This article is from the archive of our partner .

Think back to September: Mitt Romney was still a constant in the news cycle and for a brief moment we were enthralled with a video of a pig rescuing a baby goat. But that video—like too much of what works its way into the online news cycle—was a fake. Dave Itzkoff at The New York Times now has the true story behind the viral video that made us think about the nature of kindness: it was all staged for a Comedy Central show. 

Yes, animals really aren't that nice. Itzkoff writes: 

 It was created for a new Comedy Central series, “Nathan for You,” with the help of some 20 crew members, including animal trainers, scuba divers and humane officers, and required the fabrication of a plastic track to guide the pig to the goat (which was never in jeopardy).

The show, which premieres this week, follows Nathan Fielder who attempts to help businesses via ridiculous marketing schemes. It's described as a "docu-reality show."  The pig video was made for a petting farm in Oak Glen, Calif. with the intention of turning the animal into a celebrity. Fielder uploaded the video to YouTube under a pseudonym, and says there was no excess promotion that led it to the wave of publicity it received ending up on a number of news programs and websites (including ours). The crew signed nondisclosure agreements.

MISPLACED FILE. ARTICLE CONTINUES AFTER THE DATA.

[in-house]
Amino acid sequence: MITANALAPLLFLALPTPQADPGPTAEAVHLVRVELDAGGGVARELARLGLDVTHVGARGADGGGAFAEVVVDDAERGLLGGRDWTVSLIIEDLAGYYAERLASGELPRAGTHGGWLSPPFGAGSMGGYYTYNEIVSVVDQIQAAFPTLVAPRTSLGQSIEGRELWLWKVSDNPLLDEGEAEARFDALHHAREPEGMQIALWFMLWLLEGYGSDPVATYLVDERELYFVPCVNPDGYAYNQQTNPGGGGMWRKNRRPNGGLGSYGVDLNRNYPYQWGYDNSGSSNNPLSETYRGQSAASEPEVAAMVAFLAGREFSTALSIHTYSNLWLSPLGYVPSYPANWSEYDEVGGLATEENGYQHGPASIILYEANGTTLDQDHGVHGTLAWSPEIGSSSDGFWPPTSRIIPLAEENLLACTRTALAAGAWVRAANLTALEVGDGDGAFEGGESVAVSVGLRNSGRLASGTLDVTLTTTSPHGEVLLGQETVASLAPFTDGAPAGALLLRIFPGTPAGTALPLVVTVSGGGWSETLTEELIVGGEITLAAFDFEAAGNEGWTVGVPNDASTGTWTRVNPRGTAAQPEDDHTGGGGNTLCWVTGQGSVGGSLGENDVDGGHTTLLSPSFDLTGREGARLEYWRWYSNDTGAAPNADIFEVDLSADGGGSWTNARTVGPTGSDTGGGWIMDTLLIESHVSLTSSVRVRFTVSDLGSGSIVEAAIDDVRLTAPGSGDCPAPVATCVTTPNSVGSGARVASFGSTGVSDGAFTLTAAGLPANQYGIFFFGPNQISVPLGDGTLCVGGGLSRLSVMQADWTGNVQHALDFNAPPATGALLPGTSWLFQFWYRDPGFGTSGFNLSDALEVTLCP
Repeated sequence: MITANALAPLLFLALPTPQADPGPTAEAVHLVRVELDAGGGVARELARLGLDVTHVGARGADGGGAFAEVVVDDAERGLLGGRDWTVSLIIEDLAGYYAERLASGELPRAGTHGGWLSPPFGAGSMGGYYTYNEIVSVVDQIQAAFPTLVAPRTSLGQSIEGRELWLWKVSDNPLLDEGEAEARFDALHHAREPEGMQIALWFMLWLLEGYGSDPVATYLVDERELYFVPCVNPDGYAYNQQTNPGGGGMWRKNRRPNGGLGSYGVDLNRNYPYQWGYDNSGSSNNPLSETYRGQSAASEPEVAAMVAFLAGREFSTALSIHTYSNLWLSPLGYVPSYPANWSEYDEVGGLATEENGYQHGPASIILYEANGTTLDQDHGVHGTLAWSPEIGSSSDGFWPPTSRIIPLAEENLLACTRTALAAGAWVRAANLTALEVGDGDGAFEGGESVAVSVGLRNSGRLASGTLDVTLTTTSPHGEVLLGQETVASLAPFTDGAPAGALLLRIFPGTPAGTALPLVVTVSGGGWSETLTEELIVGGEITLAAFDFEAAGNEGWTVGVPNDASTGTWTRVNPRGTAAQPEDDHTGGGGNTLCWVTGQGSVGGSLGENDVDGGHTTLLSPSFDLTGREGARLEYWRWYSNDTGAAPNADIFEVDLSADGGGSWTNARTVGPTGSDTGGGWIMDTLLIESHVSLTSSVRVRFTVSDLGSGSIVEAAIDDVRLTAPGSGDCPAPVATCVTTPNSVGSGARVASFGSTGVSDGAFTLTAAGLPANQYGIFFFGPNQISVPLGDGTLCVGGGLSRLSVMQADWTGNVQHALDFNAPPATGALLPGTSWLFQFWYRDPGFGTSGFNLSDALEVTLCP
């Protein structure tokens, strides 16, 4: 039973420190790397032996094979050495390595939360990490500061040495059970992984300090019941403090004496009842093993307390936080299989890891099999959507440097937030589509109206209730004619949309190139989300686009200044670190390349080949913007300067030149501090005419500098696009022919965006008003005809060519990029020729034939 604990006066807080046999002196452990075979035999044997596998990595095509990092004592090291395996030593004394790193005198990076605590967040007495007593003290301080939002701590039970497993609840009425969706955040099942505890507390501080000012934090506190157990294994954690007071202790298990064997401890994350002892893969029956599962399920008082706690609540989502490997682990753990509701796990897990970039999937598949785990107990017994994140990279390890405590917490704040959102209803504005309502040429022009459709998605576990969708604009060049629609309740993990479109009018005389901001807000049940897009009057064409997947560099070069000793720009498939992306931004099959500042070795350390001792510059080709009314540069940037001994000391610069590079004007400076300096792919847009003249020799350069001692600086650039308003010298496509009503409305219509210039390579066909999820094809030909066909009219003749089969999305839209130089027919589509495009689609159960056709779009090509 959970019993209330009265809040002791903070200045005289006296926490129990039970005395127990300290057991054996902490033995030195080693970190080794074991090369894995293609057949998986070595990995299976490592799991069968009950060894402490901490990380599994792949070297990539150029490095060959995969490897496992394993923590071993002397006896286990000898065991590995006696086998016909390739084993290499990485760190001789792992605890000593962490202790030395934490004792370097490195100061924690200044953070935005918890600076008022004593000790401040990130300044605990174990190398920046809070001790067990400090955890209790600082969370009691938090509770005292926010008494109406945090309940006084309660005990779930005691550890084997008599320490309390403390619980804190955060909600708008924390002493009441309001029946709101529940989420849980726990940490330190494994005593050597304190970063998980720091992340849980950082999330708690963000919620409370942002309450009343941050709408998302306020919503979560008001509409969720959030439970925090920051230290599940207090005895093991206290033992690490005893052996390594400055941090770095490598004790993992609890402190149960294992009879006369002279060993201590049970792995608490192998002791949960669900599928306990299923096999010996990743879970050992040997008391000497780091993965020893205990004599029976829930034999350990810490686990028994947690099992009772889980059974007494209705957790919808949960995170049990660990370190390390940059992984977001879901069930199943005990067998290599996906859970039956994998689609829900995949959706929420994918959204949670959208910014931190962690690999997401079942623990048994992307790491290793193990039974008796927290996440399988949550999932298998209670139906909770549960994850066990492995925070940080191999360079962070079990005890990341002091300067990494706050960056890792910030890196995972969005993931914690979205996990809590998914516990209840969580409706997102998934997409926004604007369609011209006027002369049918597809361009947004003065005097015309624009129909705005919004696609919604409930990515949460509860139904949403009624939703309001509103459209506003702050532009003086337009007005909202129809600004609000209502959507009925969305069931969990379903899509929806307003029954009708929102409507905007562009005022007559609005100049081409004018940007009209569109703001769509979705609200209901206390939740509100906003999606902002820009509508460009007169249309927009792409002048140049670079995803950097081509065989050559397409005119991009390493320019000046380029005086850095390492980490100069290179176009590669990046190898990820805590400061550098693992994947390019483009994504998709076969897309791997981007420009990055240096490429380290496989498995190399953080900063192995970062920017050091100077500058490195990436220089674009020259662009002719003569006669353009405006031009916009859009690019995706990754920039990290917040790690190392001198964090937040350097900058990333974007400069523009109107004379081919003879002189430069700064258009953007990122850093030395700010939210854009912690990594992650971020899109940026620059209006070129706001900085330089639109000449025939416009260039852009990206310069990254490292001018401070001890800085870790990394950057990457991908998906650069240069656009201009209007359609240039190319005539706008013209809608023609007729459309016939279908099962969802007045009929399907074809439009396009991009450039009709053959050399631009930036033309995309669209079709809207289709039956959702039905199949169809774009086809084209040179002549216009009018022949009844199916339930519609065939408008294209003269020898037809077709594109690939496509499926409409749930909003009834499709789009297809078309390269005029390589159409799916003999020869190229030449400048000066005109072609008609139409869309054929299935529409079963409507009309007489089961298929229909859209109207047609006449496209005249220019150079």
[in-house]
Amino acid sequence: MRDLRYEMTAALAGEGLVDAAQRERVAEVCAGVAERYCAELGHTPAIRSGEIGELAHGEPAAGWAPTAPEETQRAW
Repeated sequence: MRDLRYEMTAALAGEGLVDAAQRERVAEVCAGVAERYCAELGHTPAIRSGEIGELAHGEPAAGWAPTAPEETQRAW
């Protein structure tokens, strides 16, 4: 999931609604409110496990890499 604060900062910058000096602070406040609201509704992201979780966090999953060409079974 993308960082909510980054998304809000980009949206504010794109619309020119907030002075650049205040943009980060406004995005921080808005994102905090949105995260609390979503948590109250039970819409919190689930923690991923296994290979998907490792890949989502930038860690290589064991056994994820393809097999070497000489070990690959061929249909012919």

Of course there were suspicions. Shortly after the video appeared on YouTube, another video declared it fake, but didn't do a great job of disproving it: 

In fact getting the shot was quite difficult according to Itzkoff: 

However, his plan to record an adorable scene of cross-species gallantry hit several snags: his chosen pig would not go in the pond and had to be replaced with a trained animal, and a track had to be built to guide it to the goat. (Meanwhile, the goat became so comfortable in the water that anguished bleats had to be dubbed in later.)

Despite the widespread assumption on the Internet and television news programs that the video was in fact a real-life incident, Fielder told Itzkoff that he felt no ethical qualms about the incident: "I definitely don’t think I have the same ethical responsibility as the news," he said. "And I definitely don’t see anything wrong, ethically, with posting a video on YouTube that is presented as something it’s not." 

It's not like this hasn't happened before. That baby-snatching eagle video was also a prank.

This article is from the archive of our partner The Wire.

We want to hear what you think about this article. Submit a letter to the editor or write to